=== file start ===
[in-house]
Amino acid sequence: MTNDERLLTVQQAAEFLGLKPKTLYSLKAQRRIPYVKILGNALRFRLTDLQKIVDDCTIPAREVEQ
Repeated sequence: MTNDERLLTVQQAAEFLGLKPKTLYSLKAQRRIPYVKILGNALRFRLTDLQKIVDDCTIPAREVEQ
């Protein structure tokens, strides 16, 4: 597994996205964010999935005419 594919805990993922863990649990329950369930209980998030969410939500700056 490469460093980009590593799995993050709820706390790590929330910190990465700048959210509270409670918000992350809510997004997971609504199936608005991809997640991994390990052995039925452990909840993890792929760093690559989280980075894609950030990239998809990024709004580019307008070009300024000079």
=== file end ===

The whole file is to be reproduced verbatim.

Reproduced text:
[in-house]
Amino acid sequence: MTNDERLLTVQQAAEFLGLKPKTLYSLKAQRRIPYVKILGNALRFRLTDLQKIVDDCTIPAREVEQ
Repeated sequence: MTNDERLLTVQQAAEFLGLKPKTLYSLKAQRRIPYVKILGNALRFRLTDLQKIVDDCTIPAREVEQ
């Protein structure tokens, strides 16, 4: 597994996205964010999935005419 594919805990993922863990649990329950369930209980998030969410939500700056 490469460093980009590593799995993050709820706390790590929330910190990465700048959210509270409670918000992350809510997004997971609504199936608005991809997640991994390990052995039925452990909840993890792929760093690559989280980075894609950030990239998809990024709004580019307008070009300024000079």